Zebra mussels, Eurasian milfoil and other aquatic invasive species are so prevalent and damaging in Minnesota that a whole industry has sprung up around fighting them.
There's a whole research center at the University of Minnesota. Private industries help locate them and treat or remove them. Boat inspectors stand guard at entry points to vulnerable lakes. Billboards remind boaters to "Stop Aquatic Hitchhikers!"
Those who own lake property may sometimes wonder if an infestation of aquatic invasive species harms their property values.
Researchers at the Minnesota Aquatic Invasive Species Research Center wonder also, and are examining hundreds of thousands of property transactions in Minnesota to determine the answer.
Invasive “jumping carp,” also known as bighead carp or Asian carp, are moving up the Mississippi River into Minnesota, with 50 of them caught at one time by a commercial fisherman this spring.
But researchers have discovered something that deters them: noise, researcher Nick Phelps said during this season’s fourth and final Water Talk hosted by the Legacy of the Lakes Museum in Alexandria.
Val Brady and Donn Branstrator, University of Minnesota Duluth scientists, were at a boat landing on Island Lake north of Duluth when one of Brady’s neighbors happened to show up to go fishing.
The conversation moved to what the scientists were doing that day, research on how invasive spiny water fleas can accumulate on anglers’ fishing gear, when the neighbor weighed in with his opinion.
Why bother, he said, everyone knows spiny water fleas are spread by ducks.
BEMIDJI -- The community is invited to join the upcoming Starry Trek event hosted by Beltrami County Environmental Services AIS Program. The event will be held from 8 a.m. to 1 p.m. on Saturday, Aug. 15, starting at 2400 Middle School Ave. NW.
Starry Trek is a statewide event focused on searching for one of Minnesota's newest aquatic invasive species, starry stonewort, an algae that was first found in Minnesota at Lake Koronis in 2015. The Minnesota Aquatic Invasive Species Research Center has been working to find research-based solutions to limit the spread of aquatic invasive species.
The Minnesota Department of Natural Resources (DNR) has confirmed reports of zebra mussels in Long Lake, near Park Rapids in Hubbard County, according to a July 23 news release.
A trained invasive species detector found a single zebra mussel on a plant rake when conducting routine sampling on Long Lake.
A subsequent dive search revealed two adult zebra mussels near the south public access and fishing pier on Long Lake. A DNR invasive species specialist said the specimens were breeding adults that were likely in the lake prior to this year.
PELICAN LAKE, Minn. — When zebra mussels showed up in Pelican Lake in Otter Tail County, Minn., about a decade ago, their arrival sparked alarm.
The invasive species, which at its largest grows to about the size of a sunflower seed shell, has a sharp-edged shell that attaches to hard surfaces, both natural and man-made, like boat lifts and dock stands.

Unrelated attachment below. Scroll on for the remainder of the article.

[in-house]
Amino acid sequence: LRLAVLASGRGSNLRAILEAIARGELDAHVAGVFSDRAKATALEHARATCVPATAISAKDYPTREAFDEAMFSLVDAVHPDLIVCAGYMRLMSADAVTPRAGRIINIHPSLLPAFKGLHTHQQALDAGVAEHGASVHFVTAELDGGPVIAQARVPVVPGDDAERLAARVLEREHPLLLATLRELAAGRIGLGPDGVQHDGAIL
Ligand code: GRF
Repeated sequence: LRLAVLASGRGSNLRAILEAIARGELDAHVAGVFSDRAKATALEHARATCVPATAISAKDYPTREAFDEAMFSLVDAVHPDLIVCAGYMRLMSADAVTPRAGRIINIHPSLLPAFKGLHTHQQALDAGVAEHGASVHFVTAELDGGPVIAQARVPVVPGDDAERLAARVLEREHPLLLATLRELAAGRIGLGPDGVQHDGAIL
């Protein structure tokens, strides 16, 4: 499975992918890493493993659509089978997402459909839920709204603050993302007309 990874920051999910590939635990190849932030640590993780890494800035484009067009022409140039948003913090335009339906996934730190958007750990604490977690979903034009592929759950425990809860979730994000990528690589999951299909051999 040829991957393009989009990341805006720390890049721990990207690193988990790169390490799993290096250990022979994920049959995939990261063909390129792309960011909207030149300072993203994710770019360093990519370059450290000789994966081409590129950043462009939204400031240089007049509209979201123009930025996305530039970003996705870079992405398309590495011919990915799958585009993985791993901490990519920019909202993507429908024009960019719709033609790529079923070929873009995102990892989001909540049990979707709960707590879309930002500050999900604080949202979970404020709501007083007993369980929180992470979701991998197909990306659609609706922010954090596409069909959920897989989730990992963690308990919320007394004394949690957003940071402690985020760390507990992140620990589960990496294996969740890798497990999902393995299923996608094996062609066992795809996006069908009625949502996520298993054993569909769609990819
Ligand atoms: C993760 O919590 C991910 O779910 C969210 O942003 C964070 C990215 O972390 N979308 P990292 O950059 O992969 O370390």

When the aquatic invader reached Pelican Lake, stories soon spread about children suffering cuts on their bare feet and, because the mussels are extremely good at filtering algae from the water, anglers were concerned about the impacts on the lake's food chain.
Ten years on, Pelican Lake still has zebra mussels, but the intensity of concern has moderated, according to Emily Meyers, whose family has operated Fair Hills Resort on Pelican Lake since 1926.
THUNDER BAY — A Lakehead University researcher hopes to learn more about the spiny waterflea's potential impact on the health of the walleye population in the lakes of Quetico Provincial Park.
It's a key part of the work that Michael Rennie, an associate professor in biology, will conduct over the next three years with the help of a $75,000 grant from the Quetico Foundation.
The project will probe how the spiny waterflea and climate change are affecting the early growth rates and mercury loads of fish.
POMME DE TERRE LAKE, Minn. — Finding ways to control the common carp in Minnesota lakes has been an issue that researchers have looked at for years. Now, another virus specific to the common carp is killing some of the invasive fish, including in lakes within the Pomme de Terre River system locally.
Isaiah Tolo is a graduate assistant from the University of Minnesota Aquatic Invasive Species Research Center funded by the Legislative‐Citizen Commission on Minnesota Resources.
Tolo collected tissue samples from stressed carp from Pomme de Terre Lake in Grant County this spring. The fish were confirmed to have the Carp Edema Virus (CEV) Disease. Carp have been affected by the disease in Lake Christina in Douglas County, along with local waters of Pomme de Terre, Ten Mile and Barrett Lakes.
“On Pomme de Terre, I estimated that there were around 4,000 fish that died in that mortality event,” Tolo said. “That might be a third (of the carp population), or depending on what the density of that population is, it could be a significant fraction of what’s in that lake.”
Dead and dying carp are appearing in some lakes within the Pomme de Terre River system, according to the Minnesota Department of Natural Resources.
Researchers from the University of Minnesota Aquatic Invasive Species Research Center (MAISRC) recently collected tissue samples from stressed carp in Pomme de Terre Lake and confirmed that the fish kill was attributed to Carp Edema Virus Disease (CEVD). Carp continue to be affected in Lake Christina and Pomme de Terre, Ten Mile and Barrett lakes in Grant, Douglas and Otter Tail counties. Additional mortality is anticipated in other lakes with warming water and spawning concentrations. CEVD is a virus specific to common carp and can cause high mortality rates in wild and cultured varieties, including koi.